Mazze RI, Cousins MJ, Kosek JC. Strain differences in metabolism and susceptibility to the nephrotoxic effects of methoxyflurane in rats. J Pharmacol Exp Ther. 1973;184:481-488.
Baston HC. An Introduction to Statistics in the Medical Services. Minneapolis, Minn: Burgess; 1956:110-114.
Cohen PJ, Marshall BE. Effects of halothane on respiratory control in rat liver mitochondria. In: Fink BR, ed. Toxicity of Anesthetics. Baltimore, Md: Williams and Wilkins; 1968:24-36.
Tables. Double space on pages separate from the text. Tables should not duplicate material text or illustrations.
Legends. Credit for any previously published illustration must be given in the corresponding legend. All symbols should be explained in the legend.
Artwork includes charts and graphs, maps, photographs, line art, and tables with 17 or more columns.
Electronic art. Acceptable file formats include the following: TIFF, EPS, JPEG, and PDF. Microsoft application files are acceptable for vector art (line art).
Scanned images. Line art (black and white) images should be scanned as a bitmap at 900ppi. Photos should be scanned as grayscale or CMYK at 300ppi.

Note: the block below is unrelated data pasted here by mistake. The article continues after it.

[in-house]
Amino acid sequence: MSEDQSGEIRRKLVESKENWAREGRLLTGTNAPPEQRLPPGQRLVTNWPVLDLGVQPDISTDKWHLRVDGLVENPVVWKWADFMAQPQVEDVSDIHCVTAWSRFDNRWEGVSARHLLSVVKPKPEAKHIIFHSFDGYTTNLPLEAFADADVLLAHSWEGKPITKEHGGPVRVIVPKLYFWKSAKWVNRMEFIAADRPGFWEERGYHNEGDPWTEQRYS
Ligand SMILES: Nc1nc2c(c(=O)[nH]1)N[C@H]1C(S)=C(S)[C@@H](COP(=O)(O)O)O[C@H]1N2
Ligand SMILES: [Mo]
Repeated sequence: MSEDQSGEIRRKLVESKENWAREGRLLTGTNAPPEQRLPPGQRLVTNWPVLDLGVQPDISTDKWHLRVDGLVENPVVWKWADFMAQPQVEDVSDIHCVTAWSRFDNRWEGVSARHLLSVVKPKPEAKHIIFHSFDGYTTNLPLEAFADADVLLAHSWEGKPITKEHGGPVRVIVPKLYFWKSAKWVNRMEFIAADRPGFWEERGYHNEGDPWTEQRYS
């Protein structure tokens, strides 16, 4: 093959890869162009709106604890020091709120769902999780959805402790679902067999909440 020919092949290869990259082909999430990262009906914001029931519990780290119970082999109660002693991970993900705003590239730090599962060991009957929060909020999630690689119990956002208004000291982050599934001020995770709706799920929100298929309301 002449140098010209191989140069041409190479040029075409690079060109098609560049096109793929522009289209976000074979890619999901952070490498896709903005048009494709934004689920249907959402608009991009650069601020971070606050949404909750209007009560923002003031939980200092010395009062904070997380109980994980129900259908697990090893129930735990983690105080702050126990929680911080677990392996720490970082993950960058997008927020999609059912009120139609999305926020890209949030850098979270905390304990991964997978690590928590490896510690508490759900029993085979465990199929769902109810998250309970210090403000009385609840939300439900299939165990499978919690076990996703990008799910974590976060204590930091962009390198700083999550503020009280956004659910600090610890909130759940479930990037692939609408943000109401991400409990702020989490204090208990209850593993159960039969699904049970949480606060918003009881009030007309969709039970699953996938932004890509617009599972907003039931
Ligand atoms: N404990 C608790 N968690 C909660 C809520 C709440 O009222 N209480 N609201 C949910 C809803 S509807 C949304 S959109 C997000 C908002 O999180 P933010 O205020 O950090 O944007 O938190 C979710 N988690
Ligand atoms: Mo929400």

4.4 Supplementary material
This journal is able to host additional materials online (e.g. datasets, podcasts, videos, images etc) alongside the full-text of the article. For more information please refer to our guidelines on submitting supplementary files
4.5 English language editing services
Authors seeking assistance with English language editing, translation, or figure and manuscript formatting to fit the journal’s specifications should consider using SAGE Language Services. Visit SAGE Language Services on our Journal Author Gateway for further information.